In 2022, the Creative Conners team set out to redesign their Spotline hoist device (pictured) with an integrated sensor to better detect overload and underload conditions (which may indicate a set element is caught moving upward or down, respectively). According to Peter, the main issue was fitting a load cell within their very specific design constraints. It needed to be small enough to fit into a narrow space yet able to produce a reliable signal with good resolution readable by their existing controller.

They researched 11 options and finally settled on the Amcells STL Series S-type load cell from Tacuna Systems. The load cell not only fit their narrow parameters of space and performance, but Tacuna’s engineering team was very responsive to their questions. Equally importantly, our delivery time was fast enough to get their system up and running in time. “The service component and lead time are as important as the technical specs,” said Peter. “Our clients need their solutions by a strict deadline – you can’t push back the opening date of a show. The client has sold tickets, and they need the equipment for rehearsals.” To Creative Conners, this responsiveness – shipping on the date promised, and getting fast answers to questions—is critical to their business.

From Sandstorms to Moving Screens

The scale of venues where the company’s solutions appear varies widely. Some of their smallest clients are TV studios, particularly national network programs. Their goal is to move screens or props in and out of view on command with interesting effects. And these are the effects where safety is especially important. In TV studios, people and props share tight spaces and effects often happen in no particular order. Also, unlike in a theatrical performance, each set movement can happen spontaneously, unscripted. This requires sensors for each effect since people may be in unpredictable locations each time. “We bake safety into each effect,” stressed Peter. “For example, we may use pressure mats to sense if something or someone is in the way and prevent an effect from happening.”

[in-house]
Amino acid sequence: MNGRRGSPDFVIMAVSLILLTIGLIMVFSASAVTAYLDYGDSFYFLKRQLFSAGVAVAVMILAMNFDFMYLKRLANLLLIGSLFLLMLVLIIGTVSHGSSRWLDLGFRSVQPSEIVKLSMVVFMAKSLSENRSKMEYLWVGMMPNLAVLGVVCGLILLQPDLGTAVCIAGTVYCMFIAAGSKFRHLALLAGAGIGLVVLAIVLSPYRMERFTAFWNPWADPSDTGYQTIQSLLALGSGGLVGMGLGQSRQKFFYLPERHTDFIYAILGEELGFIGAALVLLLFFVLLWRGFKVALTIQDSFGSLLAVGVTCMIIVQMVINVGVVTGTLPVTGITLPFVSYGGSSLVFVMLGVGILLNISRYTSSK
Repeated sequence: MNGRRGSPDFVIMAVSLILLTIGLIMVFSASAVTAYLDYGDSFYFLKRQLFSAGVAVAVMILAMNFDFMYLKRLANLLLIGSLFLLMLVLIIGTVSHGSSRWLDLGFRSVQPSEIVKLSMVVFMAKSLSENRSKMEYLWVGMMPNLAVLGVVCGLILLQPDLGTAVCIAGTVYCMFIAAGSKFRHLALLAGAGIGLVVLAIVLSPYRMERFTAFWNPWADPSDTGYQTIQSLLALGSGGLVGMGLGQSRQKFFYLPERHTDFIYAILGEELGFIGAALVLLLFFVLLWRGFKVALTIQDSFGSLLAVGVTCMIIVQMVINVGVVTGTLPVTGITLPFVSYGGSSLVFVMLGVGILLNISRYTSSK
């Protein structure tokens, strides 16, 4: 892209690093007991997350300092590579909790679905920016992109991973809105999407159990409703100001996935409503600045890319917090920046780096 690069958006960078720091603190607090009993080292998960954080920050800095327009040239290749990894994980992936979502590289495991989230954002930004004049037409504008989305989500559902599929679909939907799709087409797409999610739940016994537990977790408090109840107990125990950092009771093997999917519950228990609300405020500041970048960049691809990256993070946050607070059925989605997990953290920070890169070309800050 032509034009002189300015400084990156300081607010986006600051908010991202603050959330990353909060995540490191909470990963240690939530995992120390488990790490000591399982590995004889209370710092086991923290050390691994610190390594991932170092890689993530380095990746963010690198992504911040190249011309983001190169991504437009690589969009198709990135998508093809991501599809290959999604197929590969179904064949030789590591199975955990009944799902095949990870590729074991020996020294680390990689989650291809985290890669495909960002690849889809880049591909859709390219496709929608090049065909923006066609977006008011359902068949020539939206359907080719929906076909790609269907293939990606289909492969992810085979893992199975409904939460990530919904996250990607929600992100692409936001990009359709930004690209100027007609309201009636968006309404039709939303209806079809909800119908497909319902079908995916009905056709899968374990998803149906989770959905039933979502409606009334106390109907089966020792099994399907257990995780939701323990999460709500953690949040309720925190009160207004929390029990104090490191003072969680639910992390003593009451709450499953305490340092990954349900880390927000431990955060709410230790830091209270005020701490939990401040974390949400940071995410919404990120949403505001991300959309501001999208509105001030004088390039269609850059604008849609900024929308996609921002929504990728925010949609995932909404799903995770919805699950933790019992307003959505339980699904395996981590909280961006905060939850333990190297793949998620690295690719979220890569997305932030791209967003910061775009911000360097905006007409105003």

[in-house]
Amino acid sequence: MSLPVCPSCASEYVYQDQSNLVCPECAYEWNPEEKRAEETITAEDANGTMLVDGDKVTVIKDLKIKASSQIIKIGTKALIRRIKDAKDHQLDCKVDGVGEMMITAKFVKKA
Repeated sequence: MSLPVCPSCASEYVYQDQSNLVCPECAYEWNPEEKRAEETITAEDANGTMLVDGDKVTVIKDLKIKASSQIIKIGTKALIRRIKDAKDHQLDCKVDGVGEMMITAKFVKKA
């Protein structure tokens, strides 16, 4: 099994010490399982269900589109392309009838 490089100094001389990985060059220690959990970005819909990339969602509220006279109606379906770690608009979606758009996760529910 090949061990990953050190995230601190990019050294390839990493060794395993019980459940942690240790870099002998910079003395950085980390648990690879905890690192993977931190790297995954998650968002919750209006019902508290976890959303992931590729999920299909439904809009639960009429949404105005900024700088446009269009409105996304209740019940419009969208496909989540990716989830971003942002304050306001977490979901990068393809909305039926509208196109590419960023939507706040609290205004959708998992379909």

a stage with a series of screens suspended from the ceiling on moving tracks

One of the largest automated effects that Peter recalls is a pre-pandemic project at a cultural entertainment event in a Middle Eastern country. During one part of the event, the designers wanted four large (approximately 8×16 feet) platforms to “dance” in the air, with human performers tethered to them. To add to the effect, each platform would cascade “sand” off its edges as it moved. To create the effect, Creative Conners technicians connected the corners of each platform to hoists that would lower and raise slightly in synchronized succession. The platforms were covered in granules of crushed cork to emulate sand. Again, sensors were vital since the weight of each platform changed dynamically throughout the scene. They ensured the controllers had the data needed to maintain consistent movements throughout the performance despite the change in weight. This also ensured the performers’ safety for the effect’s duration.

Creative Conners, Now and Tomorrow…

According to Peter, the company has doubled in size in the past nine years. He estimates about 80% of regional theaters in the US now either rent or own their solutions. But they also have appeared in many university theater programs that are intent on preparing their students for the technical realities in the field. They also have solutions in churches, Broadway theaters, TV studios, film sets, concert venues, and at corporate events. “It’s interesting how many corporations use effects for product launches,” explained Peter.

Creative Conners continues to grow and expand. And Tacuna Systems looks forward to continuing to help them bring safe solutions to their customers, on time, every time!

Table of Contents